How skeleton based type design could shake up digital type design workflows

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  • Maurice MeilleurMaurice Meilleur Posts: 58
    edited March 2016
    People have been writing about this since the 1960s. In all those decades of nobody has created a tool that makes the concept worthwhile.
    Why do you think that is?  Is the concept itself flawed?  Or what?
    I am interested in too.
    as am i. to be blunt, and only slightly exaggerating (i think): virtually always the argument about everything from knuth's metafont to contemporary parametric design and extrapolation approaches boils down to this: it generates letterforms we're not used to looking at. that is not an argument i accept per se from my students and i'm not sure why i should accept it from people i think are smarter than me and know more about type than i do.
  • Nick ShinnNick Shinn Posts: 1,400
    I would be an ideal candidate to work in this manner—were I younger. As it is, I have been meaning to get around to using Glyphs for some time. I am quite content to plod along in FontLab, and devote my energies to the broad culture of type, rather than the hassle of learning how to do what I already know slightly differently, for nebulous creative benefits.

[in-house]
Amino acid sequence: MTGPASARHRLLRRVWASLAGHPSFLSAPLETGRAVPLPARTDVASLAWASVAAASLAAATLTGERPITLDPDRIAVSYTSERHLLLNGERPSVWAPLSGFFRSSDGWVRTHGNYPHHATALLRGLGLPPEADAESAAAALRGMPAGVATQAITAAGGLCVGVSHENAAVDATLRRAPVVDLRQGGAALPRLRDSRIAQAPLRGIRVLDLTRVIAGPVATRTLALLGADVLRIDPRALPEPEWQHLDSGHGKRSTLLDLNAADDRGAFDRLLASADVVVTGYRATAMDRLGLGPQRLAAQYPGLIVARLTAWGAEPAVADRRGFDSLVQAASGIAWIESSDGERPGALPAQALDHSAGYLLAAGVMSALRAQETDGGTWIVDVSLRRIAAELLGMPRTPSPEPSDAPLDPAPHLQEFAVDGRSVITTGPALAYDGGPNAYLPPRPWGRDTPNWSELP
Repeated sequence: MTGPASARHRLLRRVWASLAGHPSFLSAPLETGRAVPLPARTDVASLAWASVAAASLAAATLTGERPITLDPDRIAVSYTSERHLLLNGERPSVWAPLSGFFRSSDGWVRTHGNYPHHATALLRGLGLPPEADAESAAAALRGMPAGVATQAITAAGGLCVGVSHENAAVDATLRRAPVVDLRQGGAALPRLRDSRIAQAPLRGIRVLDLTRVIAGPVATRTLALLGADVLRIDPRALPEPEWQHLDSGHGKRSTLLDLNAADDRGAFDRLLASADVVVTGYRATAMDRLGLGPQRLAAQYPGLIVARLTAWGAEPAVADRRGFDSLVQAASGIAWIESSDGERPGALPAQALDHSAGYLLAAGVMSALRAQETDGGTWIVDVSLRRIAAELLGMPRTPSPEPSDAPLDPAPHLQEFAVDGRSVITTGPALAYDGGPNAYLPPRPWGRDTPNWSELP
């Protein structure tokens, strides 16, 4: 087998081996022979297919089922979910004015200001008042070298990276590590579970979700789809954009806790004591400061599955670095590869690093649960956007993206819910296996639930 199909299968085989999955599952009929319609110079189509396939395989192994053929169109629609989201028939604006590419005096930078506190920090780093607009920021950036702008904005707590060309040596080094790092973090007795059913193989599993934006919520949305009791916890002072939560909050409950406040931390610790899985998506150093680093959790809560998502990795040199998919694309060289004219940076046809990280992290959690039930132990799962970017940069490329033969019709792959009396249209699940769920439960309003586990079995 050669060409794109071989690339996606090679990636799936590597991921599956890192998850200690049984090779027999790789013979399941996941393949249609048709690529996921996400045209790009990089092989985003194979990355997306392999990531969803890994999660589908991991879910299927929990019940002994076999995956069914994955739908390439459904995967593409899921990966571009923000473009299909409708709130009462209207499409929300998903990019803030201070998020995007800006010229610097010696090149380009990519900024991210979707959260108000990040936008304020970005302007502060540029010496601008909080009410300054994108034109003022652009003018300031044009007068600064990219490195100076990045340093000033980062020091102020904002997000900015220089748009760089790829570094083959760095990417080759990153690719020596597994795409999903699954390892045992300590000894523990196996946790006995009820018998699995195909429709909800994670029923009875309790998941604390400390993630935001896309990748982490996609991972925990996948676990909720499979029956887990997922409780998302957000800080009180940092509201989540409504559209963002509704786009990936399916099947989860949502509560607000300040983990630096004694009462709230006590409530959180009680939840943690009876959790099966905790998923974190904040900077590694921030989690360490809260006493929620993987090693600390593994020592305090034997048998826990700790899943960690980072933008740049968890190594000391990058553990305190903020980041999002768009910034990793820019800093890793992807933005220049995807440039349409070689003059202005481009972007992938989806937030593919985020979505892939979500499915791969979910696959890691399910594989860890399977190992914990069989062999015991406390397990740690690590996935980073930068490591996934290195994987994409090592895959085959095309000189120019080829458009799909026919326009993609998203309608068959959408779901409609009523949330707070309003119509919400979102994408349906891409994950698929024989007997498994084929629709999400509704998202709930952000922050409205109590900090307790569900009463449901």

No doubt there are creative advantages this method has over outlines, and that might interest me, but what are they? It is being hyped as a production tool which does a less than perfect job of imitating other methods, which is not very sexy, IMO. Maybe I could get excited if some latter day David Carson figure were producing crazy shit emergent typography with deconstructed skeleton-based fonts, but how would it differ from, say, work such as Typotheque’s Karloff?

    Perhaps the most authentic use would be in dynamic environments, such as was hinted at by LettError’s Twin fonts, which were designed to morph fonts according to streaming data.
  • Dave CrosslandDave Crossland Posts: 1,040
    On quoate: I haven't found the author. So, to me it sounds like an antient roman quoation. Good job! So, who should mentioned there?
    Sure, its a hackneyed phrase; but in the very specific context of parametric and stroke based font editors, this quote is clearly from Simon Egli's presentation :) So I admit I feel a little annoyed that of the 4 quotes on the page, the quote from the Metapolator presentation is not mentioned, not any links to it :) So I think you should quote Simon Egli, 2014-04-03, Libre Graphics Meeting, Leipzig, Germany, linking to metapolator.com/pre.html :)

    for nebulous creative benefits.

    No doubt there are creative advantages this method has over outlines, and that might interest me, but what are they? 
    End-user type customization.